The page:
Figure 5
Figure 5 Serum and tissue tumor necrosis factor-α scores. TNF: Tumor necrosis factor.

The mean numbers of apoptotic cells in the small intestine and colon in the control, indomethacin, and nilotinib groups were 1.57 ± 0.79 and 1.57 ± 1.13; 2.50 ± 0.84 and 7.40 ± 2.88; 2.14 ± 1.46 and 4 ± 1.29, respectively. Although, a significant difference was observed among the groups in the colon (P = 0.002), there was no significant difference among the groups in the small intestine (P > 0.05). The numbers of apoptotic cells in the colon were significantly lower in the control group than in the indomethacin and nilotinib groups (1.57 ± 1.13 and 7.40 ± 2.88, P = 0.004; 1.57 ± 1.13 and 4 ± 1.29, P = 0.007, respectively). There was a significant difference between the indomethacin and nilotinib groups in terms of the mean number of apoptotic cells in the colon (7.40 ± 2.88 and 4 ± 1.29, P = 0.038; Figure 6).

Figure 6
Figure 6 Apoptotic cell number.
DISCUSSION

Many management strategies that involve targeting particular pathways involved in the development of IBD have been developed[39,40]. However, unresponsiveness to medical treatment in IBD still poses a therapeutic challenge.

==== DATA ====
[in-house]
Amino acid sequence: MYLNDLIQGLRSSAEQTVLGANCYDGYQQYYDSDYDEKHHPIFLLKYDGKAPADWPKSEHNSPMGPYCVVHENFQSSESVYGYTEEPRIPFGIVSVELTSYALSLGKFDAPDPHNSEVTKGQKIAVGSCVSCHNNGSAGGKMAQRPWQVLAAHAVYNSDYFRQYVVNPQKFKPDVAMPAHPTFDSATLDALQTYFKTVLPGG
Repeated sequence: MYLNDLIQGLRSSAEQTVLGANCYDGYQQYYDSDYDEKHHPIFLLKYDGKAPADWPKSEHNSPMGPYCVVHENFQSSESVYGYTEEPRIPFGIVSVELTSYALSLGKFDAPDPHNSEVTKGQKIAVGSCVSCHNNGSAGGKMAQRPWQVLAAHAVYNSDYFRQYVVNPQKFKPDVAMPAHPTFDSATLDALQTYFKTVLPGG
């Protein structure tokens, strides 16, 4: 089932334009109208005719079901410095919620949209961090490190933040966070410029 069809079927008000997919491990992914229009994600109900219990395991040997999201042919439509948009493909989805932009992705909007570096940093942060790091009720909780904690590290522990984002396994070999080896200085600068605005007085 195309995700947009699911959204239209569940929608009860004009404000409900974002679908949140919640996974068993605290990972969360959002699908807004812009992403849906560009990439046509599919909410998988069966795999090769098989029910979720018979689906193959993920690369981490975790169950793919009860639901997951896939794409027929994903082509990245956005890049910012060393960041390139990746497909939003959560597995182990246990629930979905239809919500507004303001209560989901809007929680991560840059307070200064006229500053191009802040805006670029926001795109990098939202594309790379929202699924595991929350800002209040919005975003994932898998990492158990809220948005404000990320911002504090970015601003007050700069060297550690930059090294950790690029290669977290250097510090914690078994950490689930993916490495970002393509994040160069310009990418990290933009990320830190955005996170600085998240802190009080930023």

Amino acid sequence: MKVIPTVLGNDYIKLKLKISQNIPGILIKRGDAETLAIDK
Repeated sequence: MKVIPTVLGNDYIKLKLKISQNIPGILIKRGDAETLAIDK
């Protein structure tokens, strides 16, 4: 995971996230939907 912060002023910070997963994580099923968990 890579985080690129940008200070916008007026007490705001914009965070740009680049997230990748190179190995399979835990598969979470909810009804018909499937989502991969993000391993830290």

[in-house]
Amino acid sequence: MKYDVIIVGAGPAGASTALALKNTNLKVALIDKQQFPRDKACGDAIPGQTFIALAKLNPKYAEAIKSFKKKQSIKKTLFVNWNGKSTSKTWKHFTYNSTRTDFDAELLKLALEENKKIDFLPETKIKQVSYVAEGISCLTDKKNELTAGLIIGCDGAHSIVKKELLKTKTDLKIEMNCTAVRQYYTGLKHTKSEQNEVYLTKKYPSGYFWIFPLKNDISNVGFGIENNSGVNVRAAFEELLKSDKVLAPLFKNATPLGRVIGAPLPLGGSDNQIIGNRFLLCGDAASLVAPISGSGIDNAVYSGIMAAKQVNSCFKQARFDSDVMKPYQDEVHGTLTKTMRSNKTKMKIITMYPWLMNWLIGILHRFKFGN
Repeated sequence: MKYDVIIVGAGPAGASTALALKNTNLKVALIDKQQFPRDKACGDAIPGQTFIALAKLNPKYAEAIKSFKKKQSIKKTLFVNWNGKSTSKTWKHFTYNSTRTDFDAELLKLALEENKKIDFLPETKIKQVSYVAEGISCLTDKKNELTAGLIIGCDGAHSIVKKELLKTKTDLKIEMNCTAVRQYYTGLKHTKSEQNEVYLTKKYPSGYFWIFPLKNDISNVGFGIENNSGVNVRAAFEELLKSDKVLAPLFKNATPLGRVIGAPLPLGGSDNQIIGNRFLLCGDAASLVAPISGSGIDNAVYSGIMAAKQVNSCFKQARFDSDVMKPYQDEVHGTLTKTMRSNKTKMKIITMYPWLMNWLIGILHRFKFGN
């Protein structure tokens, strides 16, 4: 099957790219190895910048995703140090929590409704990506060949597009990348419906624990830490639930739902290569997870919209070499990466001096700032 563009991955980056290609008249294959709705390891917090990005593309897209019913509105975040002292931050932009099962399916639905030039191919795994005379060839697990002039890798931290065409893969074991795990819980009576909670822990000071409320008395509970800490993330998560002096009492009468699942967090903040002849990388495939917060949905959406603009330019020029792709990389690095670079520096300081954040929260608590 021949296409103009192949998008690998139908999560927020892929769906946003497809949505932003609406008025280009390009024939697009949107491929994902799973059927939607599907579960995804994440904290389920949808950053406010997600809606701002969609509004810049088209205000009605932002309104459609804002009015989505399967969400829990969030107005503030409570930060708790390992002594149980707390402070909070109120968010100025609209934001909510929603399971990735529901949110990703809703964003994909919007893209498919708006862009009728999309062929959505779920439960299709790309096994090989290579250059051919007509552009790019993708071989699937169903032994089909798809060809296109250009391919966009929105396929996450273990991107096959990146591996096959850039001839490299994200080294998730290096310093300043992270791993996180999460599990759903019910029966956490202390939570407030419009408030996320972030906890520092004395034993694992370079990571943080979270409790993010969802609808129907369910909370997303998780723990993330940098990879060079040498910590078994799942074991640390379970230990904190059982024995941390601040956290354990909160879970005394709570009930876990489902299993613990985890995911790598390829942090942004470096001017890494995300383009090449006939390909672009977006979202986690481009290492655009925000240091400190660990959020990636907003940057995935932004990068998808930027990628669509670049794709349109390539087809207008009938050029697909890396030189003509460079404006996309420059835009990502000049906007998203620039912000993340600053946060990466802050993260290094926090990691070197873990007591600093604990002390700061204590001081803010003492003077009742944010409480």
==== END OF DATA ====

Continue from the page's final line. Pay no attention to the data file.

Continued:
TK receptors play an important role in controlling most fundamental cellular processes, including cell cycle, migration, metabolism and survival, as well as cell proliferation and differentiation[41]. Nilotinib is a second-generation tyrosine kinase inhibitor that is 30-fold more potent than imatinib against BCL-ABL kinase. Nilotinib affects the cornerstone of the steps in the pathogenesis of IBD, including TNF-α, PDGFR and nitric oxide synthesis. In our previous study, we demonstrated that nilotinib has a significant effect on weight loss and macroscopic and microscopic pathological scores, and it also leads to significant mucosal healing in a TNBS-induced acute colitis rat model[34]. Until now, no reports in the literature had evaluated the efficacy of nilotinib in either an enterocolitis rat model or human enterocolitis. In the present study, we evaluated the efficacy of nilotinib in a chronic indomethacin-induced enterocolitis rat model.